While most NDI services are Part 145 repair stations with a repair station manual they may also perform their work to an FAA approved process specification. These should be noted by the auditor in the preparation phase of the evaluation. Work instruction and internal procedures for management of the various inspection techniques must be reviewed. Personnel who perform NDI inspections should be at least a Level 2 and certified using one of the following standards:
- The American Society for Nondestructive Testing (ASNT) Standard SNT-TC-1A Recommended Practice No. SNT-TC-1A: Personnel Qualification and Certification in Nondestructive Testing
- AIA-NAS-410, Aerospace Industries Association, National Aerospace Standard, NAS Certification and Qualification of Nondestructive Test Personnel.
- ISO 9712, International Organization for Standards, Nondestructive Testing -- Qualification and certification of personnel.
- Air Transport Association (ATA) Specification 105, Guidelines for Training and Qualifying Personnel in Non-Destructive Testing.
The standards establish minimum requirements for certifying NDI personnel. The NDI provider’s internal maintenance procedures will identify the standard that personnel are certified to. The training program will describe the classroom and experience requirements for technicians at each level.
Level 1: Can accomplish equipment calibration and may perform inspection under supervision of a Level 2 or 3 technician.
Level 2: These are journeymen technicians able to perform the inspection, interpret result, and document the results of the inspection.
Level 3: In the NDI world Level 3 technicians may design inspection techniques and processes. However in aviation, where much of the work is related to ADs or other approved data, the ability to design a deviation is of little use unless an alternate means of compliance is needed. The Level 3 will likely be the prime mover in the training and certification program as well as the supervisor of much of the work.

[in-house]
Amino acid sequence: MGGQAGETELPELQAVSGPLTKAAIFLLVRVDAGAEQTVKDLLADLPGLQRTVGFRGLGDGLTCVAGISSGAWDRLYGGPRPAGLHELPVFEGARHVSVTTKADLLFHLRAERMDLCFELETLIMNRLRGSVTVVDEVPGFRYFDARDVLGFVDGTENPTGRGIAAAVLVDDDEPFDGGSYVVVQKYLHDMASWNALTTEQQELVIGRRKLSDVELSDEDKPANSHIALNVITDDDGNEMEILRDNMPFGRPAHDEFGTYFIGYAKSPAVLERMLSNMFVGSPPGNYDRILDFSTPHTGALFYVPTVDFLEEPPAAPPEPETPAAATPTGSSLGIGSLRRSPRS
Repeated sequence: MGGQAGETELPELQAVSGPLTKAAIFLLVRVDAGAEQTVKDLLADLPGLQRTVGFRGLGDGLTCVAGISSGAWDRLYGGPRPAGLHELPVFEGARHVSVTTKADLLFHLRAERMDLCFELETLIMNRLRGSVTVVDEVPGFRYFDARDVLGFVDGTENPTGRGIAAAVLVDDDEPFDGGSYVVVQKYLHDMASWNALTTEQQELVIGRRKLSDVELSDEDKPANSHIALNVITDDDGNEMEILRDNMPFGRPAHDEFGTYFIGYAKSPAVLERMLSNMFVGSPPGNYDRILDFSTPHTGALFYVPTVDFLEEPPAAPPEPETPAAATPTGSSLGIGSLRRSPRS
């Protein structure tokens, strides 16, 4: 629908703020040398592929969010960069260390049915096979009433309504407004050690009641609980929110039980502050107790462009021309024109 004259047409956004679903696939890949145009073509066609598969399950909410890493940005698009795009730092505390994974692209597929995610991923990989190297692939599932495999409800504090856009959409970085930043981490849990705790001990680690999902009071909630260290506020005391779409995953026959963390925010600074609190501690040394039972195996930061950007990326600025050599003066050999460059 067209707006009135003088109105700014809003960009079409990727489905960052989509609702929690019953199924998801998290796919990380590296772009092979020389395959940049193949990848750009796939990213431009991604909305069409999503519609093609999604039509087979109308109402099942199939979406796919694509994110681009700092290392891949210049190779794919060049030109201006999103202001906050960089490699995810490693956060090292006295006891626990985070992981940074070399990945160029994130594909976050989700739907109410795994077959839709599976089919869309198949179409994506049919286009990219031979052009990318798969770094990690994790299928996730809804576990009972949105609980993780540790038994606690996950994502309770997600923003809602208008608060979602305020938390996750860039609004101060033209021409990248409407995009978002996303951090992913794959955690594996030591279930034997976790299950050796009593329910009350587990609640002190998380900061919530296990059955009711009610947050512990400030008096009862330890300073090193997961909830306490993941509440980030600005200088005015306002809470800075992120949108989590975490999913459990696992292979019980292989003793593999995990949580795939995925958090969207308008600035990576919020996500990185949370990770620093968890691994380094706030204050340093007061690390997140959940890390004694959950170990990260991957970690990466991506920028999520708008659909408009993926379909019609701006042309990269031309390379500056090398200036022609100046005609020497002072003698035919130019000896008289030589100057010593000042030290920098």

Each technician must have a current eye exam. The Jaeger eye chart is commonly used to test near vision of NDI technicians and can be administered by an optometrist, or someone designated by the repair station through its internal procedures.
Inspections are conducted using manufacturers’ instructions. Repair station quality manuals describe the means of assuring that technical data is current. The audit should review technical data for currency to those standards.
Need some help?
Feeling a little lost? NDI is a major form of inspection. Entire books have been written on its processes. But we are just trying to decide if the NDI provider is the right choice for our airplane. In the time it takes to accomplish an audit you can make a reasonable determination of an NDI provider’s suitability to work on your aircraft. There is plenty of help on the Internet to get you started. A very reasonable checklist developed for FAA safety inspectors and can be downloaded at: www.faa.gov/aircraft/repair/become/media/NDICKLIST.doc.
Vern Berry began his aviation career as an A&P mechanic in 1979. His experience in aviation includes key management roles in quality and safety for both MRO and air carrier operations. He manages a consultant firm at www.blowntireaviation.com.
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